7. In licensed premises, customers must be seated. In unlicensed premises customers can order and pay at the counter subject to maintaining social distancing, but should consume food and drink at their table.
  8. All licensed premises must stop selling and serving alcohol at 10pm, and be closed (with no members of the public allowed to be on the premises) by 10.20pm.
  9. Whilst businesses are not legally responsible for enforcing travel requirements on their customers, they must not help customers break these restrictions.. The obligation is on the individual although a business that encourages a breach may also commit an offence.
  10. All businesses must set and display the maximum capacity for the premises and put in place measures for communicating and managing the maximum capacity set.
  11. Designate a named member or members of staff (depending on number of covers) during all opening hours to monitor Covid-19 hygiene and enforcement of social distancing/safety protocols – acting as ‘Covid Secure Monitors’.  (This person can have other roles).
  12. The maximum number of people that can meet outdoors in hospitality premises is the same as indoors and is set to four.
  13. Premises are not permitted to hold live performances, including drama, comedy or music, to take place in front of a live audience. The restriction on live performances includes DJ acts. See guidance for performances. Music should be at background levels: In order to determine a reasonable background sound level, it is advised that a subjective test of holding conversations at social distance 2m is applied.
  14. Avoid shared activities in hospitality venues that would entail people breaching the rules on indoor gatherings e.g. skittles, darts, pool and other ‘pub games’. However each proposed activity can be considered on its own merits.
  15. Each business must have available on site a full risk assessment, prepared in line with the Welsh Government and UK Hospitality industry guidance which staff have been consulted on.

Although published by the trade association UK Hospitality, this is the Welsh Government approved Guidance. It applies whether you are a member of the association or not.


Regulations :

These Regulations come into force on 9 November 2020 and must be reviewed by 19 November…and at least every 21 days after that.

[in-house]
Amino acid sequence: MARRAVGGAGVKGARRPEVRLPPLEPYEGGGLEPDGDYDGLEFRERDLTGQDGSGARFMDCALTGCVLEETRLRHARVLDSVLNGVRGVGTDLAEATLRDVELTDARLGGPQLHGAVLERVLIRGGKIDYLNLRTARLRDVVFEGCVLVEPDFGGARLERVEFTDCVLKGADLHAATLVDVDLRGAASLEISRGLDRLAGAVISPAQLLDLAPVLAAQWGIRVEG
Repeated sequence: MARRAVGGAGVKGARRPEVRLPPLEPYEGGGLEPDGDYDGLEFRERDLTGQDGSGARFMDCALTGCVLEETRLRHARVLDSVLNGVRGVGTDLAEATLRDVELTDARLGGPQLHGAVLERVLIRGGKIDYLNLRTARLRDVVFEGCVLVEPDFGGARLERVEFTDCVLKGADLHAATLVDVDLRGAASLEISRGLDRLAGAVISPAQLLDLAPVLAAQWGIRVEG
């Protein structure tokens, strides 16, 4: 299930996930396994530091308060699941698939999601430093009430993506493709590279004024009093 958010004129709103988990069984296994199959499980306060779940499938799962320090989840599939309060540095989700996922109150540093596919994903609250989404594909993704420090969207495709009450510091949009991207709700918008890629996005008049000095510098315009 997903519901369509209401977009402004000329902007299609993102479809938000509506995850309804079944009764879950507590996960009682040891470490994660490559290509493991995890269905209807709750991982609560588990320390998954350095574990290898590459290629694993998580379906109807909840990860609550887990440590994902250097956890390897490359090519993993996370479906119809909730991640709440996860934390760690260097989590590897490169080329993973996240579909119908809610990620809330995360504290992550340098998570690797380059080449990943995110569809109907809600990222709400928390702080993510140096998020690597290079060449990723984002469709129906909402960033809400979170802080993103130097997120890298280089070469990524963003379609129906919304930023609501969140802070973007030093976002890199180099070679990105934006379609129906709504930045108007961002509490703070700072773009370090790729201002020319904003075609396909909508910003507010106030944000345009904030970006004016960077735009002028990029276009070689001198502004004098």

Businesses or services whose premises must remain closed

  1. Concert halls.
  2. Sexual entertainment venues
  3. Venues with a licence where live or recorded music is provided for members of the public or members of the venue to dance.

Businesses or services whose premises are regulated premises (and therefore permitted to reopen) are:

  1. Any business selling goods or services for sale or hire in a shop.
  2. Shopping centres and shopping arcades.
  3. Bars (including bars in members’ clubs).
  4. Cafes, canteens and restaurants (including workplace canteens and dining rooms in members’ clubs).
  5. Public houses.
  6. Camping sites.
  7. Holiday sites.
  8. Hotels and bed and breakfast accommodation.
  9. Other holiday accommodation (including holiday apartments, hostels and boarding houses).
  10. Bingo halls.
  11. Bowling alleys, amusement arcades and indoor play areas.

.17. Casinos.

  1. Cinemas.
  2. Funfairs, amusement parks and theme parks.
  3. Leisure centres and leisure facilities including indoor fitness studios, gyms and spas.
  4. Markets.
  5. Sports courts, skate parks, bowling greens, golf courses and enclosed sports grounds or pitches (whether outdoors or indoors).
  6. Venues for events or conferences (including venues for weddings).
  7. Visitor attractions and holiday, leisure activity or events businesse

Numbers - No person may, without a reasonable excuse, participate in a gathering which—  consists of more than 4 people, not including— any children under the age of 11, or

Responsibilities - the responsible person 9at regulated premises)  must—take all reasonable measures to ensure

(i) that a distance of 2 metres is maintained between any persons on the premises (except between members of the same household);

(b) take any other reasonable measures for that purpose, for example measures which limit close face–to-face interaction and maintain hygiene such as

  • (d) collecting contact information from each person at the premises and retaining it for 21 days
  • (e) taking reasonable measures to ensure that such contact information is correct.

The sale or supply of food or drink for consumption on licensed premises must also be carried out in accordance with the following additional measures

 (a) there must be a person controlling entry to the premises and allocating a limited time period during which customers may stay in the premises;

(b) customers must be seated in the premises anywhere other than at a bar— (i) when ordering food or drink, (ii) when being served with food or drink, and (iii) when consuming food or drink.

Coronavirus (post firebreak)  Frequently asked Questions -